A recent finding from a Huawei patent mentions the use of Uighur-spotting tech. As the video-surveillance research group IPVM revealed the news first, the patent has a system that "identifies people who appear to be of Uighur origin among images of pedestrians."
Initially and jointly filed in 2018 by the tech giant and the Chinese Academy of Sciences (CAS), Huawei's patent uses deep-learning AI techniques to identify various physical features and body postures of pedestrians filmed in the street. Uighurs are referenced as one "race" that "can be" detected in the "target" pedestrian."
"For example, the target object is a pedestrian. The attributes of the target object can be gender (male, female), age (such as teenagers, middle-aged, old), race (Han, Uyghur), body (fat, thin, standard), top [clothing] style (short sleeve, long sleeve), top color (black, red, blue, green, white, yellow), etc. [emphasis added]," the report reads.
Not the First Time
Despite vehemently denying the accusation, this patent is not the first time a Chinese company was thrown under the bus over targeted racism and discrimination.
Last year, The Washington Post exposed Huawei and Megvii, an image-recognition specialist, to have tested and validated 'Uighur alarms.' The two tech companies worked together to develop one of the country's most extensive facial recognition software, potentially recognizing Uighur minorities and alerting the police.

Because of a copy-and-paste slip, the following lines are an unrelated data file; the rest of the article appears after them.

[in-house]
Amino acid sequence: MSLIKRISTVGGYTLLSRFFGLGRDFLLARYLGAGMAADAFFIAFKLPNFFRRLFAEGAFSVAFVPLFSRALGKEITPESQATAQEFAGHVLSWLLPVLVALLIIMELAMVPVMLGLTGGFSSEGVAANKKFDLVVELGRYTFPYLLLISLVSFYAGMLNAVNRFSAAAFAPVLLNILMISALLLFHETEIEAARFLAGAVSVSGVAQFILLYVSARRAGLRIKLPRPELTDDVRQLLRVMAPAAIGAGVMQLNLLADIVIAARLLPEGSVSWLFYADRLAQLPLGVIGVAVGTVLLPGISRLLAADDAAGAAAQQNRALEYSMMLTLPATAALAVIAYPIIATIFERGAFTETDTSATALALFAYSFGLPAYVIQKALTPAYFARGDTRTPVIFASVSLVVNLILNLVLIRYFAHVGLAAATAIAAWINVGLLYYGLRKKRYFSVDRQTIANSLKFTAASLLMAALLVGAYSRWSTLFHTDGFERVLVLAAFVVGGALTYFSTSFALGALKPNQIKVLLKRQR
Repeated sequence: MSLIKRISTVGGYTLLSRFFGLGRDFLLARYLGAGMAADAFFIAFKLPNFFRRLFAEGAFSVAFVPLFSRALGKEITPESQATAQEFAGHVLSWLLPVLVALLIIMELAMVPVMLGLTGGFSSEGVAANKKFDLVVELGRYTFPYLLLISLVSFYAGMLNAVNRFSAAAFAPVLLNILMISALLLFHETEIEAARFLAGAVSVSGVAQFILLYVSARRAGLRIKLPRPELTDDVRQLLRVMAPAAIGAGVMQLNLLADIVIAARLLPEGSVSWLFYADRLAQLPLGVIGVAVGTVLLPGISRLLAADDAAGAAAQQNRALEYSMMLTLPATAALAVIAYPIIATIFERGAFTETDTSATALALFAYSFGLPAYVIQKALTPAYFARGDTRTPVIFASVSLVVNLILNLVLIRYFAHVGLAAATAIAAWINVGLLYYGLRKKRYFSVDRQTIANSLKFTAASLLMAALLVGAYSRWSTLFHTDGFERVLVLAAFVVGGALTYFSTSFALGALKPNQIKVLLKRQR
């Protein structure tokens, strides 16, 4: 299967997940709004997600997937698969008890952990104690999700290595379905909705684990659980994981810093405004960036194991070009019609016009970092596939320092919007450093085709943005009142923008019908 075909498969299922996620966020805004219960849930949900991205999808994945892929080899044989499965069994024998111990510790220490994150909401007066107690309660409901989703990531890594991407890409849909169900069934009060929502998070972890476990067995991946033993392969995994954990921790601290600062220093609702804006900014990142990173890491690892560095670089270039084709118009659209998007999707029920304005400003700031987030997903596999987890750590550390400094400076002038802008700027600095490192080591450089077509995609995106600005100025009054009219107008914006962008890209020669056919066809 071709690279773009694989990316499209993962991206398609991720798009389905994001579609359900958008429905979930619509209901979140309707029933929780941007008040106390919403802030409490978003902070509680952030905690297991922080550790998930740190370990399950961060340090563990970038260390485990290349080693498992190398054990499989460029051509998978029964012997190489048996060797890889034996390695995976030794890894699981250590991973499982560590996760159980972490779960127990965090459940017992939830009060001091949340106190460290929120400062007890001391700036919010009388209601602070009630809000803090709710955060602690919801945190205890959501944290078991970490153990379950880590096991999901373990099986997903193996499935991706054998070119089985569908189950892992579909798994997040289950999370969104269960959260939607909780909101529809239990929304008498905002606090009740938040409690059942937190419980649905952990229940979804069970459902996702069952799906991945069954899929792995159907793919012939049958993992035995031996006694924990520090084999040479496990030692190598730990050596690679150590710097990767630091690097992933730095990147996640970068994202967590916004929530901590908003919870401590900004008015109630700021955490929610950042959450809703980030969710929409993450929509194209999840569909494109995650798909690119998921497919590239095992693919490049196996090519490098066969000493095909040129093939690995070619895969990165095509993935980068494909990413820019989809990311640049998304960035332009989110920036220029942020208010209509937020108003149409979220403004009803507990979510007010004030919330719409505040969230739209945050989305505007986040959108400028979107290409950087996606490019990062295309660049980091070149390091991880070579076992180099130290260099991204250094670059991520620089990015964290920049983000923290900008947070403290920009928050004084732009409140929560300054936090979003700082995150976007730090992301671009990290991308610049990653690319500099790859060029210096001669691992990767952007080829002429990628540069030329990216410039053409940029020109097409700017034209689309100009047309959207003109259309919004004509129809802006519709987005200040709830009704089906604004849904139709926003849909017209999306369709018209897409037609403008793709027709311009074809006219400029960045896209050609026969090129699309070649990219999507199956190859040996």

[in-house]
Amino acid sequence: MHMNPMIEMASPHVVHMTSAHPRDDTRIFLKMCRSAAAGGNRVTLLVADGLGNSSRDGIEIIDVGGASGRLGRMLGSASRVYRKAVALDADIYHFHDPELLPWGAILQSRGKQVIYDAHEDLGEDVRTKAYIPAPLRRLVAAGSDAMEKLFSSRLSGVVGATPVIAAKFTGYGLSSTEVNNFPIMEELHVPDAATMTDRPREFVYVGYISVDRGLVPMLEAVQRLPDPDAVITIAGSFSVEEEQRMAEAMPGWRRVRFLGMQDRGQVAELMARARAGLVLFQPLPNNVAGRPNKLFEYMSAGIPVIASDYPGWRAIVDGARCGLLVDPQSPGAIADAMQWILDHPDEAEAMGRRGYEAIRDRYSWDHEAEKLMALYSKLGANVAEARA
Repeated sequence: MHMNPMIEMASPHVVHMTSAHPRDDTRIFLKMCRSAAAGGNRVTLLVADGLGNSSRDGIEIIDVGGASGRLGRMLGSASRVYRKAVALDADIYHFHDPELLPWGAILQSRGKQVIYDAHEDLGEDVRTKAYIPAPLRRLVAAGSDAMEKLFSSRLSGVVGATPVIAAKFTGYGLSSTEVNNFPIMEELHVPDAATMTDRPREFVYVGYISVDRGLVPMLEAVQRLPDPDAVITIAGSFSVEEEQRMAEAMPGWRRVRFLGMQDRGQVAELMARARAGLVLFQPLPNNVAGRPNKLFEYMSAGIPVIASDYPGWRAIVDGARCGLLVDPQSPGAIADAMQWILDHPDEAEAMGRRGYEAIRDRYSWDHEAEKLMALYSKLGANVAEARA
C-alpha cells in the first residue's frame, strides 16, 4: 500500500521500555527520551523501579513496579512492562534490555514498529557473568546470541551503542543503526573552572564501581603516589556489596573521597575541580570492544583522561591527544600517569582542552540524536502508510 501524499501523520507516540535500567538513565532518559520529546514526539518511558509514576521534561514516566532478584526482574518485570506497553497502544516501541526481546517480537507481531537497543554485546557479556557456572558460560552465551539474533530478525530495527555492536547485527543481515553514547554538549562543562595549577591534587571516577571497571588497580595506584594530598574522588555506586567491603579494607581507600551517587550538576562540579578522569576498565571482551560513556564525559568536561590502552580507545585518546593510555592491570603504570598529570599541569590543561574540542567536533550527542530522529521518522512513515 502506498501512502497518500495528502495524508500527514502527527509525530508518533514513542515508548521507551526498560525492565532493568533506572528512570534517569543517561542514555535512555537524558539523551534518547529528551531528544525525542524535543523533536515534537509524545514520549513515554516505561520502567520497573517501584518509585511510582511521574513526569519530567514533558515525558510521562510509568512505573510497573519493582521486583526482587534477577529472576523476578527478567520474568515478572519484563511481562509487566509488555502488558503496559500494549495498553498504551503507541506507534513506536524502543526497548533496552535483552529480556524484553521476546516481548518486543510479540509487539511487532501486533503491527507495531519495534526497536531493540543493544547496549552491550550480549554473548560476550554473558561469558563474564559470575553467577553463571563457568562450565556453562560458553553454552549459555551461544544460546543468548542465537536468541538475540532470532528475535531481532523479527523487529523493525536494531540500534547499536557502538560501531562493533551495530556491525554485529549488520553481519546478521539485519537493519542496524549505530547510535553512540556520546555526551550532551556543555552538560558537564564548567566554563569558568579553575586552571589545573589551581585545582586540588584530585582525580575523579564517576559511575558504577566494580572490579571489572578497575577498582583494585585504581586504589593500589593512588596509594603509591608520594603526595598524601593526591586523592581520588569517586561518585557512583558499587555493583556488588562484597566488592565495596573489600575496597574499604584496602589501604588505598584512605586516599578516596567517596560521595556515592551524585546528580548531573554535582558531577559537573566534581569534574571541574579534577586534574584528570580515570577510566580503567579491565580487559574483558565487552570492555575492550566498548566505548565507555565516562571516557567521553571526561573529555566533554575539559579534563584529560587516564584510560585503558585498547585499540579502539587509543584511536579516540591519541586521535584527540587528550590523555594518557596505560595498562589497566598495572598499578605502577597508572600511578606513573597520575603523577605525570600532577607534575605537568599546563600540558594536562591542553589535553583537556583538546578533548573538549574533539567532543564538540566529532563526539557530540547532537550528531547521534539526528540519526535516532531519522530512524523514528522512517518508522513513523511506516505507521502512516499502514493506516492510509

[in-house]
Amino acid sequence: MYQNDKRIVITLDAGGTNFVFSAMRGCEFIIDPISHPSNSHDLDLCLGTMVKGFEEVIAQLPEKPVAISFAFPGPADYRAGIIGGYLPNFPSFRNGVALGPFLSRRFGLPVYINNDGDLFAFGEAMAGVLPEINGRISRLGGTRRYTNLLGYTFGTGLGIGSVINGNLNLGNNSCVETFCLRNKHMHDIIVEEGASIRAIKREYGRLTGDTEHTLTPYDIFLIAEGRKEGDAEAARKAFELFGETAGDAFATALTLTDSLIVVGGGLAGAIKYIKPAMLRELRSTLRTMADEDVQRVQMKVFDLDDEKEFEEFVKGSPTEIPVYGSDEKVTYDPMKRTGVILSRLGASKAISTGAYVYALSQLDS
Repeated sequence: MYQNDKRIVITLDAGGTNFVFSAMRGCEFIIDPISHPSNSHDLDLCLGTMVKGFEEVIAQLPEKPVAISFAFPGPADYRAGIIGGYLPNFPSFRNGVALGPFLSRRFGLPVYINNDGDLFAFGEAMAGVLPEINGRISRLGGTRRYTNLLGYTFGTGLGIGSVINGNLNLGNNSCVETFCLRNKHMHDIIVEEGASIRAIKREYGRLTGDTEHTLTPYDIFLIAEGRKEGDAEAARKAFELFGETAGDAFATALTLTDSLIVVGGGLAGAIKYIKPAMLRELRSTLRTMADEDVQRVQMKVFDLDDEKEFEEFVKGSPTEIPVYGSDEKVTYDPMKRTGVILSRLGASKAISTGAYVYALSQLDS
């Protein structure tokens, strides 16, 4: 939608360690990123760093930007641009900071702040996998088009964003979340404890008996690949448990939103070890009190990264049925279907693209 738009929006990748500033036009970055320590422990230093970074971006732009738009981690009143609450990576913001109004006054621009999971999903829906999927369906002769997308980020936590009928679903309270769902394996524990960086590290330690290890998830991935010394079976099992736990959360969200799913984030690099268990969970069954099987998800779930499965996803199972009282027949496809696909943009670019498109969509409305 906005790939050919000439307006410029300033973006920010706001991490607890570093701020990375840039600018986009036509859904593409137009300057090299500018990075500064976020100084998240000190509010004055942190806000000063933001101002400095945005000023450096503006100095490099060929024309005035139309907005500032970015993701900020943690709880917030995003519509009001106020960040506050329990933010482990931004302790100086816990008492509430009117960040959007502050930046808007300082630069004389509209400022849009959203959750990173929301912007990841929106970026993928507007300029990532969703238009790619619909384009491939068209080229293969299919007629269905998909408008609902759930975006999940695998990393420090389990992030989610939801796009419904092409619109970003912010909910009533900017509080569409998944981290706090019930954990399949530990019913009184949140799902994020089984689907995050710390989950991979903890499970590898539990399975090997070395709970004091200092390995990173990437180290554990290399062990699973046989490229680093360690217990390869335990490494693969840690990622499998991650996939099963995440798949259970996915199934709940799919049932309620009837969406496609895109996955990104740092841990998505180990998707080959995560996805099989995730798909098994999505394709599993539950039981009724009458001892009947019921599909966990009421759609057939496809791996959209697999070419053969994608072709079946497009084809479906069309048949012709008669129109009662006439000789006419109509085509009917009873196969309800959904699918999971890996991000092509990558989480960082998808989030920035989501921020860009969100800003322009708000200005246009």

Earlier in 2019, IPVM revealed that SenseTime, a Chinese-based AI company, and Megvii had formed several references to Uighur minorities in their patents, as reported from the BBC. SenseTime believed that the discoveries were intended as ways for facial-recognition software to improve for more efficient security protection, including finding a "middle-aged Uighur with sunglasses and a beard."
After the news broke out, the company apologized for the potentially racist references.
The controversies surrounding Huawei and its partners led Antoine Griezmann, an international football star for the French national team and FC Barcelona, to cut his commercial ties with the tech giant.
Speaking to 31,8 million followers on Instagram, the FIFA World Cup winner said that he'd ended the relationship after reports alleging Huawei of testing the software to help police detect Uighurs. Griezmann had been the commercial face of Huawei since 2017, a year after his prolific performance at the 2016 UEFA Euro, where France placed the runner-up after losing 1-0 against Portugal.
"One technical requirement of the Chinese Ministry of Public Security's video-surveillance networks is the detection of ethnicity - particularly of Uighurs," Maya Wang from Human Rights Watch told the BBC.
Uighur people are a mostly Muslim ethnic group living in Xinjian province on China's northern-western side. Since 2017, the Chinese government has reportedly held more than one million Muslims in secretive detention camps, with many references to this as an example of modern-day cultural genocide.
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